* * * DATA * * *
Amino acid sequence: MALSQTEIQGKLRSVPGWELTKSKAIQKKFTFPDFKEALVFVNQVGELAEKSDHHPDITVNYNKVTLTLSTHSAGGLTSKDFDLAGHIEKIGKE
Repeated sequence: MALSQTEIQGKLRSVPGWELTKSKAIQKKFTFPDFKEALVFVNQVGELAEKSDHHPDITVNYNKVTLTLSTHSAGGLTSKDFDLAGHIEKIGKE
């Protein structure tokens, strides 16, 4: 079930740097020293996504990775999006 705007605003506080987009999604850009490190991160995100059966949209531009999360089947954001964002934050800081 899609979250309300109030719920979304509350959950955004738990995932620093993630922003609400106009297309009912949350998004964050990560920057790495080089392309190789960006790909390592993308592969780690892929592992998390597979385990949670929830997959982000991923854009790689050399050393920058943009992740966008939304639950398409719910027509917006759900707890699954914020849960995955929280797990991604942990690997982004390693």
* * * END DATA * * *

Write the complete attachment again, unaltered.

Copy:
Amino acid sequence: MALSQTEIQGKLRSVPGWELTKSKAIQKKFTFPDFKEALVFVNQVGELAEKSDHHPDITVNYNKVTLTLSTHSAGGLTSKDFDLAGHIEKIGKE
Repeated sequence: MALSQTEIQGKLRSVPGWELTKSKAIQKKFTFPDFKEALVFVNQVGELAEKSDHHPDITVNYNKVTLTLSTHSAGGLTSKDFDLAGHIEKIGKE
């Protein structure tokens, strides 16, 4: 079930740097020293996504990775999006 705007605003506080987009999604850009490190991160995100059966949209531009999360089947954001964002934050800081 899609979250309300109030719920979304509350959950955004738990995932620093993630922003609400106009297309009912949350998004964050990560920057790495080089392309190789960006790909390592993308592969780690892929592992998390597979385990949670929830997959982000991923854009790689050399050393920058943009992740966008939304639950398409719910027509917006759900707890699954914020849960995955929280797990991604942990690997982004390693």